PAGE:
You’ve identified your target audience, finalised your offers, established your measurement framework and completed your campaign plan. Now it's time to put your planning into practice.
First, here are some pointers and resources on creating your direct mail pack, ensuring you get the best response. The classic direct mail pack has three main elements:
Secondly, there are direct marketing professionals who can help you create, print and fulfil your campaign. You might see if a direct marketing agency or a mailing house can help you with your campaign:
DIY or use:
Getting your mailing opened
Often ignored, the envelope has a vital role to play in direct mail. It’s the first thing your customer sees when they’re determining if your mailing is relevant, or not. The envelope’s one and only purpose is to get your customer to open it.
There are lots of ways to grab the attention of your customer and encourage them to open your envelope. Why not test different envelopes to see what works best for your business.
Entice your customer with a thought-provoking question or a compelling statistic that intrigues and motivates them to open the envelope.
Make your mailing appear individual and personal. Put your customer’s name right on the front of the envelope, and not just on the address label. Use their first name: ‘John, you can save 25% on your membership today’.
Add a little colour
As the majority of envelopes are white, by using a different coloured envelope or including images you’re automatically making your campaign stand out and be noticed.
Use the front and the back
The back of the envelope is one of the most visible spots and often the most underused.
Big or small?
Use a different size or shape. Just remember to check that your mailing will fit through the letterbox. Talk to us if you’re unsure.
Envelopes can also come in a variety of textures and materials. A see-through envelope gives your customer a sneak preview for what’s waiting for them inside. While textured papers that feel good to the touch promise a premium message.
The good news is that recycled papers are now equal in quality and cost to non-recycled papers. You’ll find recycled envelopes available in bright whites and a variety of colour options. Our ‘Six steps to reduce your mailing’s carbon footprint’ can give you more information on taking a greener approach.
Make a mark with your postage
Talk to An Post about the range of postage options available. Stamps are the most personal, with many charities finding that they boost their response rates. Personalised Postage allows you to create your own postage mark to intrigue your customer.
Or just leave it plain
Sometimes a plain envelope works as well as anything else. Plain envelopes can make your campaign look like a more important piece of business mail, and therefore more likely to be opened.
Always make sure your return address is in the top left-hand corner of the envelope. This will ensure you receive the undeliverable mail quickly so you can update your database.
You can find a range of envelope suppliers from our Supplier Directory.
Write a winning sales letter
Did you know that An Post handles 3,500,000 pieces of mail every day? Letters play an important part of communicating with your customers and for reaching prospects. But how many letters actually get the message across and prompt the customer to respond?
A good sales letter will always follow the long time marketing principle, AIDA:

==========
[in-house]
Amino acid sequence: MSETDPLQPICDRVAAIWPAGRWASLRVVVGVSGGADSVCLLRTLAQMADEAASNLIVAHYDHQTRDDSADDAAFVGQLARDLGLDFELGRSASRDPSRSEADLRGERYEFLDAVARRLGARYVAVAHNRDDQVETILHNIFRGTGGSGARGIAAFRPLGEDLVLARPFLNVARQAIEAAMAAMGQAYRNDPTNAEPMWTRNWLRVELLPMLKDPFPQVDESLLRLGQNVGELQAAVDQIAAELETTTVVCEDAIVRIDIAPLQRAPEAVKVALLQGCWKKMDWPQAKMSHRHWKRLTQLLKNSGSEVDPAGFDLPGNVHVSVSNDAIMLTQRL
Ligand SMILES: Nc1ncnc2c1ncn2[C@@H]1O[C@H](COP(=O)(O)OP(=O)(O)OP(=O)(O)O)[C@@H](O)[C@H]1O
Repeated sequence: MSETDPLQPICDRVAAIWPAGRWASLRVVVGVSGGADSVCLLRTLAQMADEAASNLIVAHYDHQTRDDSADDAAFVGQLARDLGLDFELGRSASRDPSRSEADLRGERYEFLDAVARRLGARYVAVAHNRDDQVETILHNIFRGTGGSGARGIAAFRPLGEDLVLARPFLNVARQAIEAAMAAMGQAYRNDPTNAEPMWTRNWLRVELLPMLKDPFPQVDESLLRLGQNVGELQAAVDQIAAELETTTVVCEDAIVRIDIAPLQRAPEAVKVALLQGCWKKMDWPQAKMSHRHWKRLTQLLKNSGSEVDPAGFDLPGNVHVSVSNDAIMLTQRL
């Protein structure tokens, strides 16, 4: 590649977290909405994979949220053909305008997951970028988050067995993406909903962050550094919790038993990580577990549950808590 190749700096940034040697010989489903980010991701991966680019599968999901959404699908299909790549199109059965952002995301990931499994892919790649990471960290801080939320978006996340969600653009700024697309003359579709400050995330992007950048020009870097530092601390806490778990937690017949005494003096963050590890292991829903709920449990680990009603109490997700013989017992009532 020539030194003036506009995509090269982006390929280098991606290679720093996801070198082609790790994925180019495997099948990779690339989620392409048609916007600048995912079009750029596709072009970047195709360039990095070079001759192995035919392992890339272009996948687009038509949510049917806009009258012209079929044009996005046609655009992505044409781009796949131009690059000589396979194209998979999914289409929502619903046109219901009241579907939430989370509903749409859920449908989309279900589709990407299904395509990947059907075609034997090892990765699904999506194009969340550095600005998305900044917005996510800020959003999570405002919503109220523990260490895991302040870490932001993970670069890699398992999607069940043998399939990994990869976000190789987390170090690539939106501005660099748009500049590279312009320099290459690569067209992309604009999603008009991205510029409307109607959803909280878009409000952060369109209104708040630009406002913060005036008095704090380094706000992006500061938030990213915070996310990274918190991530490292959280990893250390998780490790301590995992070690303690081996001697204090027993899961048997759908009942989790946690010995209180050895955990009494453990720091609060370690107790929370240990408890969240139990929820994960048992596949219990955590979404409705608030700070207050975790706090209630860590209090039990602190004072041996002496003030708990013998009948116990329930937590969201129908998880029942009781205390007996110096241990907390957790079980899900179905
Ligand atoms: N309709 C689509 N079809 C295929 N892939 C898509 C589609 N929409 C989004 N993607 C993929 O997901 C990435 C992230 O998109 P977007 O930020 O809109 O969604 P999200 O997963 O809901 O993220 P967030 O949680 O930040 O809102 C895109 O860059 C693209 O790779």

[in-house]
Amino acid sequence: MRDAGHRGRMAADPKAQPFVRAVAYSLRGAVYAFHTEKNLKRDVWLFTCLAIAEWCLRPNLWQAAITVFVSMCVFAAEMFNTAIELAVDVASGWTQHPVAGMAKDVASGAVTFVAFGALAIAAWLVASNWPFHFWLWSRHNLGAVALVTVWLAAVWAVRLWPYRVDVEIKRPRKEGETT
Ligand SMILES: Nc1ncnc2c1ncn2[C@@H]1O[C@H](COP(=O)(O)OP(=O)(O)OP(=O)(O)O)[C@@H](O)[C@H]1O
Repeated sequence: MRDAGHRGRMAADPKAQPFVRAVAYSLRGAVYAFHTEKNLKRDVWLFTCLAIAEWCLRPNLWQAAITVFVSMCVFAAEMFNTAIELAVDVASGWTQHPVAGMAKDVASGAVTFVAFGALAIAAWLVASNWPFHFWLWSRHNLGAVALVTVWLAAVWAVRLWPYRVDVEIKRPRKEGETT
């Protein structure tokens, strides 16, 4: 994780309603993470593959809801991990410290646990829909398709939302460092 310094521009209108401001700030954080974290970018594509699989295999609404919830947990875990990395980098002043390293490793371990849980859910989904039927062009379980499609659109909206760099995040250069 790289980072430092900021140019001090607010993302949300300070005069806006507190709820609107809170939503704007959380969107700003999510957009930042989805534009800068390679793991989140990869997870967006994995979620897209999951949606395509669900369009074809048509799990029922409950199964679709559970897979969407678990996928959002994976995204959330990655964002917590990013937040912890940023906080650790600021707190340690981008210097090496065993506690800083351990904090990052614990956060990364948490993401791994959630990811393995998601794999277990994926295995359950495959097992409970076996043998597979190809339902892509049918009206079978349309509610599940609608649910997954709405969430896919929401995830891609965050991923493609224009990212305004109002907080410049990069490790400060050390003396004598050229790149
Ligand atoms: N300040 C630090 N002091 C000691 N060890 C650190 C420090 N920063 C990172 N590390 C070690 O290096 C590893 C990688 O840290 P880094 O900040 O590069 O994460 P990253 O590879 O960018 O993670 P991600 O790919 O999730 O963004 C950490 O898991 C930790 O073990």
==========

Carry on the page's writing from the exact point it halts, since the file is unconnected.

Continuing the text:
- Attention: Grab your customer’s attention with a hard-hitting opening statement or paragraph. This could be a question, quote or interesting, relevant fact.
- Interest: Hold your customer’s interest by focusing on a problem, need or want they might have. What better way to hold your customer’s interest by promising that you can solve a problem for them?
- Desire: Create desire for your product. Elaborate on how your customer will benefit from taking up your offer.
- Action: If you don’t ask… Now that you have created a desire to buy, ask for the sale. Make your call to action as easy as possible with a deadline to respond.
Now that you have the basic structure of an effective sales letter, here are a couple of other hints and tips to keep in mind.
One of the biggest advantages of direct mail is its ability to make a personal, one-to-one communication. A little personalisation makes your letter more relevant to your customer and as a result, they’ll be more inclined to purchase.
Personalisation can be as simple as using your customer’s name, or more complex with different messages, images and offers for different audiences.
You, you and you
Always use the word YOU, and use it as many times as you can.
Make sure you have your customer’s name and contact details correct. Spelling errors will stand out a mile and distract your customer from your key message.
Research indicates that the first place a person looks on a letter is their name. The second place is the PS at the end. The PS is therefore the perfect place to repeat the call to action, the offer and/or the key benefit.
Keep it simple
Try to limit your use of superlatives. Using ‘brilliant’, ‘very’, ‘huge’ and other such words will wear your customer out. To keep your letter succinct, once it’s finished, go back and review it. You can probably knock 20% off the length by eliminating unnecessary copy.
Talk benefits, not features
Customers won’t buy your new lawnmower because it has the ALX 2000 rotary system installed (feature). They’ll buy it because it will get the mowing done in half the time (benefit). To help you describe your product benefits draw up a list of product features and add the words "which means that..." after each point.
Don’t expect your customer to respond unless you make it easy to do so. The phone number should always appear in the copy and can be repeated in the PS. If there are alternative response media (reply envelope, email, website), these should also be prominent.
Typefaces and fonts
Larger copy can be used to emphasise a very important point. The same applies to colours, underlining, bold, and italics. Telephone numbers, offer details, closing dates and the PS. are the most important elements of the letter (after the individual’s name & address details), so this might be the place for them.